Está en la página 1de 9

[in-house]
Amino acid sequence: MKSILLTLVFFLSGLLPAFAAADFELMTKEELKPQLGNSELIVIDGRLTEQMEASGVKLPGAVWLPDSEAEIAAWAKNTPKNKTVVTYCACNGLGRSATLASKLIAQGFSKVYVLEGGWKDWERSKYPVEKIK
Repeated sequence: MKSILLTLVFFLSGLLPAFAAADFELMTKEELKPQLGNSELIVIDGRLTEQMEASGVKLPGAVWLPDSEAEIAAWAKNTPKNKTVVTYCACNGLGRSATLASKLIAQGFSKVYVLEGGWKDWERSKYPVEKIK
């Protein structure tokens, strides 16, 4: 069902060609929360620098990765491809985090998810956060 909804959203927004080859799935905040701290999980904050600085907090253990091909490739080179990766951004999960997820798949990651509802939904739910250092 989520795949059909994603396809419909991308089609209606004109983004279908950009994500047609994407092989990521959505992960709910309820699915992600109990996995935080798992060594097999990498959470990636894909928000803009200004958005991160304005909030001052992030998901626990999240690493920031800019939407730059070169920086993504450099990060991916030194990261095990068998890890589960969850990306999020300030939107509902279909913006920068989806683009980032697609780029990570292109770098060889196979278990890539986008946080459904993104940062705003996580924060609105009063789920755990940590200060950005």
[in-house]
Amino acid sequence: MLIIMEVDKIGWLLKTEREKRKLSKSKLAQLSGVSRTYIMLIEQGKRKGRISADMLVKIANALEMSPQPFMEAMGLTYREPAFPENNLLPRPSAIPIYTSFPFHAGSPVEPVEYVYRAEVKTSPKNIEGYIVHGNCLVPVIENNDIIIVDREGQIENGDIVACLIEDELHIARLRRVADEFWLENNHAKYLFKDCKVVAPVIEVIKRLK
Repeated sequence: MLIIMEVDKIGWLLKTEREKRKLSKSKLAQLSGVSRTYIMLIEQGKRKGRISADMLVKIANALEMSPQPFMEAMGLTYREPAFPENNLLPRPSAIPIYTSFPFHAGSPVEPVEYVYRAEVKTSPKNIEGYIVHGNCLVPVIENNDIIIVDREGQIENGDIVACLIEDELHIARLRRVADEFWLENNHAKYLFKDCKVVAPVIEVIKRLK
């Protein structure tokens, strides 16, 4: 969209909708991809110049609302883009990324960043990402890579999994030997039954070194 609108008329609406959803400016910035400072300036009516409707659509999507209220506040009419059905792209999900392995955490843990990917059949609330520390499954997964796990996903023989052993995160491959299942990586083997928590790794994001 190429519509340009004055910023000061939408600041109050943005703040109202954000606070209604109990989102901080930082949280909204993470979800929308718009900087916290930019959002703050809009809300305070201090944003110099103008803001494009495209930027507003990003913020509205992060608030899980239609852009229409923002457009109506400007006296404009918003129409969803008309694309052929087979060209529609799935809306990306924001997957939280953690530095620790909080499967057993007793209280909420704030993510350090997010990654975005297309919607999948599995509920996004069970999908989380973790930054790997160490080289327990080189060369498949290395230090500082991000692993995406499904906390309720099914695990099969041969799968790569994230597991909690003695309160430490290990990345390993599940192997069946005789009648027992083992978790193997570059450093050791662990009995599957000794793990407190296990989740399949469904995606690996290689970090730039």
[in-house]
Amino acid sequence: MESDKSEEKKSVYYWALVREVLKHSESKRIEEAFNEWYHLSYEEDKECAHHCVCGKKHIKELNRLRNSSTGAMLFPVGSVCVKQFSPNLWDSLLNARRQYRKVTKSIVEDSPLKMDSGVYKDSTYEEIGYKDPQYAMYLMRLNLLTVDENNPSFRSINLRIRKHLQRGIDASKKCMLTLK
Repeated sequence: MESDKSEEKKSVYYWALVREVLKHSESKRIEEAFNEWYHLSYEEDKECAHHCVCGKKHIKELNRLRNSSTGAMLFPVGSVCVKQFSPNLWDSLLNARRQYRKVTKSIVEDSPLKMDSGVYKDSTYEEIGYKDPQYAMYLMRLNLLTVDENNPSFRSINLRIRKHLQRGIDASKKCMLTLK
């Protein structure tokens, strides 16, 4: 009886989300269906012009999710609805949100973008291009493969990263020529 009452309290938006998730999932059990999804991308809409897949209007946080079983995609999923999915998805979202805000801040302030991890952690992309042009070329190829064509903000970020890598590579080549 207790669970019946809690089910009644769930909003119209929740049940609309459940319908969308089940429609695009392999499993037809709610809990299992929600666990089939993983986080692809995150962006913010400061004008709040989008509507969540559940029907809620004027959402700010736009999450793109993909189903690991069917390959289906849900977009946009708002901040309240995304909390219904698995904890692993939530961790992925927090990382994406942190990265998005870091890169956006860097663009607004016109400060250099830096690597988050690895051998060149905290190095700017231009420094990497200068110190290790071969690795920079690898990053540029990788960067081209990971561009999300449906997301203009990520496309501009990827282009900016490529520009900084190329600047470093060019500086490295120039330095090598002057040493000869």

Up to 50. IDP camp residents get by on rations – no meat. where Je Yang camp shelters 8000 IDPs. and we are anxious about tomorrow. making a kind of curry called mone nyin saw. received assistance and medical aid. But restrictions on mobility mean many are unable to leave. hard rice Cherry Thein t. as housemaids. Myo Lwin. it is now a common belief that their people have been “cursed by Satan”. told The Myanmar Times that the government should have specific instructions or plans for the rehabilitation for IDPs in Rakhine. As they attend in two or sometimes three shifts. and Ja Htu Kawng. They are mostly chemical-laden. The latest round of fighting between government forces the Tatmadaw and local fighters the Kachin Independence Army broke out in June 2011. whether at a space set up near the camp or in the open air. Families who spoke to The Myanmar Times said circumstances have turned their lives into “survival of the fittest”. U Maung Oo Tha. often working directly with heavy pesticides. Families reported being anxious and terrified by these incidents. myolwin286@gmail. it is not yet been made clear how this will happen. Though the sound – and the serving – ends before the plate is full. Daw Phyu Ei Thein said the government should have specific plans to provide humanitarian aids for IDPs if the conflict is to be prolonged any longer.” After 2011’s outbreak. raising fears of respiratory disease from smoke inhalation. oil. Because that’s all there is. Meanwhile. heavy mortars fired by the Tatmadaw dropped close to Bum Kahtawng and Manhtang. their belongings and in some cases the bodies of their loved ones behind. Residents told The Myanmar Times that their people normally pride themselves on living longer than those in cities do. please contact wadeguyitt@gmail. Douglas Long. “In the first years.000. one forced to flee home because of violence or war – and while rice is available any time and shared between everyone. Nandar Aung Page layout Ko Khin Zaw For feedback and enquiries. storing them away for future use. those displaced from their homes are left stranded. and some have been displaced repeatedly since. Despite a Ministry of Education pledge to provide free education up to middle-school level in Kachin State. Cover photography Sub editor Mya Kay Khine Soe Thandar Khine. Wade Guyitt give money and supplies. Muslims and Buddhist. having been delayed because of the November shelling. Bill O’Toole. Thiri Lu. One camp resident. a crushed bean rich in protein. including Myitkyina. If his mother has managed to earn some money. fleeing from camp to camp as the battle-lines are drawn and now the situation is bombs flying overhead. and unhindered and continuing humanitarian assistance for the IDPs in the KIO-controlled area. Ei Ei Thu. Across the country. The WFP provides provisions – rice. Those who work on plantations also worry about the chemicals they may be ingesting. so National peace talks bringing armed ethnic groups and government representatives around the same bargaining bring hope that the people of Kachin may be able to return to their old way of life soon. a pack of salt and 2kg of beans. We had no idea whether it is palm oil or cooking oil. That has yet to arrive. We want to stop this nightmare. Children fill their hungry bellies in the morning and run off to school. Su Phyo Win. Some settled into makeshift in-state refugee camps like Man Waing Gyi camp in Mansi township. Among the mostly Christian Kachin. Fiona MacGregor. varieties of thin vegetable soup and beans – these make up most of the diet. having expected deliveries from the UN cross-line mission in November. the birth rate in camps is increasing. heightening tensions in the area once again. But help started to decrease in 2012 and completely stopped in late 2013. Pounded potato. That’s a long time for people to go hungry. but that has stopped as well. Aren’t they concerned about humanitarian practices?” Photo: Supplied/Ko Nyi Htwe . But on November 21-22. He also eats his share of a dried seasoned bean called pae pot. They eat what there is. They’re vegetarian. however. Daw Htu Nan said cooking used to happen communally but now happens by each family. Mealtime happens twice a day. all day every day. One camp. donors from across the country Editors Myo Lwin.com HE rice is hard as gravel. Some packaged products come back into the camps from China. The camp is close enough to Myitkyina city that some travel to the city to work during the daytime. “We all wish to cook more elaborate meals. They answered vaguely. Daw Htu Nan said most families don’t have room in the budget for extras. While children release their hunger with junk food snacks. Douglas Long. From this income. but we had no choice of refusing it. Thandar Khine. thin soup. where more than 300 people and 65 households live. “We are agrarians. The elderly and children under one year of age used to receive nutrient powder. and some dry vegetables. Those in more remote camps work on plantations. The Joint Strategy Team for Humanitarian Response in Kachin and Northern Shan State released a statement on November 27 voicing concerns over the recent increase of clashes near Laiza. “when both sides hold negotiations or workshops with good food while IDPs survive with poor fare. They also said that. the World Food Programme provided oil in tins and it was frozen. divided from the next family only by thatch. segregated following racial conflict since 2012. “The recent action [of shelling] is a kind of sabotage of the peace process and far from [the goals of ] ceasefire negotiation. camps in government-controlled areas. Many fear another displacement is imminent. The consistency comes from a special method of filtering and steaming. told The Myanmar Times that the needs of the IDPs should be central to peace-talk discussions. often crossing the border to China each day where they earn meager. Now.” she said. all authority figures should consider IDPs first. That means dinner is mostly thin vegetable soup with crushed chilli. But if they decide to continue conflict. salt – but the rations are not enough for the daily meal.cherry6@gmail. camp management Staff writers Cherry Thein. Apparently they have no ideas for carrying out projects specifically for IDPs. Mya Kay Khine. it is now a common belief that their people have been ‘cursed by Satan’. in which the rice hardens up when the water is drained off. Despite such unsettled circumstances. cleaners. he may be lucky to have a small crushed chilli to lend some flavour. IDPs in the Laiza area – more than 17. But Photos: Supplied/White Hands residents fled for their lives.” Daw Htu Nan said. a member of civil society organisation White Hands. in Laiza area. They demanded urgent action and support for the safety and protection of the IDPs. Bill O’Toole. But the bedroom and the kitchen are the same place: Sleeping in the lingering cooking smoke bothers many. The situation should be stable and fully secure. Nandar Aung. A child rushing to get back to class – and also hungry after a long day – hurries to shove down a morsel of rice which is bigger than his small hand and chases it with thin son tan sour vegetable soup. But this is an IDP camp – a temporary living space for a so-called “internally displaced person”. in Sittwe township’s Akwar Tike quarter. which see families of five or more in shared open quarters. Zarni Phyo. Wade Guyitt. raging since 1961.com. because of their healthy. in Rakhine State.” she said. “I asked both sides how long will their ‘interim period’ will take. contains 249 households – more than 1000 people – who have been confined here for a year and a half. putting their earnings to support their children’s education. We do not want to eat while fearing what will happen next. but it’s not close to meeting the need. more IDPs languish. 2014. Douglas Long. That stopped in December 2013. due to the lack of facilities to accommodate everyone at once the older children sometimes have to leave school and run back to eat when meals are being served. are now dying at a faster rate since entering the camps. Some get food poisoning.” contacted families said. and come back to the camp at night. their living standards or their future. But they say their elders. a bottle of oil.000 redrawn. Whether by war in Kachin or violence in Rakhine. slavelabour wages. vigorous outdoor lifestyles. Zon Pann Pwint. Zarni Phyo Contributors Letizia Diamante committee member from Maw Chan in Myitkyina township. “We have been living with fear for a long time. curry comes only once a day. among the mostly Christian Kachin.2 3 What we have to eat they are effectively trapped. or at a shop or market. To supplement. but not by choice. live in camps which are less remote than those in Kachin. Fiona MacGregor. some mix rice and leftover vegetables in a bottle. Later we asked for it again and it was a light colour in a bottle. and Maw Chan and Tet Kone in Myitkyina township. If they had their way. Shwe Yee Saw Myint. “hard-working in the fields and enjoying the juice of our produce for our nutrients. hunger becomes a driving force. making a “tauk tauk” sound as it’s poured on the plate. the portion will sit more heavily in the stomach and help those who eat it to stave off the hunger a little longer. Some try to forage for wild vegetables growing nearby. suffering bad physical health and depression. Staff Staff photography Cover design Ko Htway Aung Htay Hlaing.” he said. housed in four camps – are facing food shortages.com “Most families are thrifty for the meal. leaving their homes.” she said.” Displaced from home. meaning each is responsible for ingredients. Zarni Phyo. and full of empty calories. The WFP used to provide each person with a monthly ration of 6 kilograms of rice. it’s not enough for a growing body to get by on. “Sometimes I feel curious. Daw Phyu Ei Thein. said Daw Htu Nan. And the civil war in Kachin State is the world’s longest-running civil war. In the meantime residents must pay to send their children to lessons. at around 8am and 5 or 6pm. Nyein Ei Ei Htwe. Yu Yu. unable to improve their diet.” Daw Phyu Ei Thein said. most of these families would never have to hear the word “bean” again. Shwe Yee Saw Myint. T When conflict becomes long-lasting. Zarni Phyo. near Nhkawng Pa camp in Mai Ja Yang area.